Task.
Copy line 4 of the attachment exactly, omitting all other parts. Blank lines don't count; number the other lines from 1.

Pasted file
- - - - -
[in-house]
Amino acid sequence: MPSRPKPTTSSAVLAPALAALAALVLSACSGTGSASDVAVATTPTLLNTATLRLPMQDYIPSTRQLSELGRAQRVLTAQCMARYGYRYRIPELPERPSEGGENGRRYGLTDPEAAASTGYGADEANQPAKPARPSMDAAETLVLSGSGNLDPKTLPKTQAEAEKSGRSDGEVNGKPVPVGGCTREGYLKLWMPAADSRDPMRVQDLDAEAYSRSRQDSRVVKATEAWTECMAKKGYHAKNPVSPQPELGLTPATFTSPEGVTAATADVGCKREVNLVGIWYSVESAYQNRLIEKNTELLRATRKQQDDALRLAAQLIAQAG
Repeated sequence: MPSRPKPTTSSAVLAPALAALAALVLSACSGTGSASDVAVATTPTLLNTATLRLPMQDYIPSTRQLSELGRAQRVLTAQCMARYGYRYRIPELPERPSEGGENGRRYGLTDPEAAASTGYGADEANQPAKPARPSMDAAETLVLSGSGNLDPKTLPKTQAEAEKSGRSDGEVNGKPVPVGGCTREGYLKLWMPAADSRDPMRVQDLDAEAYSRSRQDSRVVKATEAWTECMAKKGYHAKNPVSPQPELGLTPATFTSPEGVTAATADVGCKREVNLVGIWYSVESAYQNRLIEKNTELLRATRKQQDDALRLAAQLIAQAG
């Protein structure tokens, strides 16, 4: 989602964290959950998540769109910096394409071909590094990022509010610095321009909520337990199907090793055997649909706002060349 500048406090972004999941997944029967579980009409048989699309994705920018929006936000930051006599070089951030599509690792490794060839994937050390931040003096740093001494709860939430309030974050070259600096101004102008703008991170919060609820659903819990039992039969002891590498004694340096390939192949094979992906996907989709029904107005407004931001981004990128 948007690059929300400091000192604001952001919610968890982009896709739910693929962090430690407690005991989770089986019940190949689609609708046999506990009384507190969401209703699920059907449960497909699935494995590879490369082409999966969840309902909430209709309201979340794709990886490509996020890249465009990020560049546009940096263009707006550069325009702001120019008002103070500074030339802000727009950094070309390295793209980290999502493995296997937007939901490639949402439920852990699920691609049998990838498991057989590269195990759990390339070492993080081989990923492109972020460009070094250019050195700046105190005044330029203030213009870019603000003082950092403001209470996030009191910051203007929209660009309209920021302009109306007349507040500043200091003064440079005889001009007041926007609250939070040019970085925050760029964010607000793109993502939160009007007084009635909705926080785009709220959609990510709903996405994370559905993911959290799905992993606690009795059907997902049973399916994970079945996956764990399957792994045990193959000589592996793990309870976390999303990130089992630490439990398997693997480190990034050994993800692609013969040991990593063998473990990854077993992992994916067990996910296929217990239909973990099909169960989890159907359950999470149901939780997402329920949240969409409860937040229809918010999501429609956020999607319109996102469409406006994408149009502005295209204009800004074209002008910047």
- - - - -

């Protein structure tokens, strides 16, 4: 989602964290959950998540769109910096394409071909590094990022509010610095321009909520337990199907090793055997649909706002060349 500048406090972004999941997944029967579980009409048989699309994705920018929006936000930051006599070089951030599509690792490794060839994937050390931040003096740093001494709860939430309030974050070259600096101004102008703008991170919060609820659903819990039992039969002891590498004694340096390939192949094979992906996907989709029904107005407004931001981004990128 948007690059929300400091000192604001952001919610968890982009896709739910693929962090430690407690005991989770089986019940190949689609609708046999506990009384507190969401209703699920059907449960497909699935494995590879490369082409999966969840309902909430209709309201979340794709990886490509996020890249465009990020560049546009940096263009707006550069325009702001120019008002103070500074030339802000727009950094070309390295793209980290999502493995296997937007939901490639949402439920852990699920691609049998990838498991057989590269195990759990390339070492993080081989990923492109972020460009070094250019050195700046105190005044330029203030213009870019603000003082950092403001209470996030009191910051203007929209660009309209920021302009109306007349507040500043200091003064440079005889001009007041926007609250939070040019970085925050760029964010607000793109993502939160009007007084009635909705926080785009709220959609990510709903996405994370559905993911959290799905992993606690009795059907997902049973399916994970079945996956764990399957792994045990193959000589592996793990309870976390999303990130089992630490439990398997693997480190990034050994993800692609013969040991990593063998473990990854077993992992994916067990996910296929217990239909973990099909169960989890159907359950999470149901939780997402329920949240969409409860937040229809918010999501429609956020999607319109996102469409406006994408149009502005295209204009800004074209002008910047």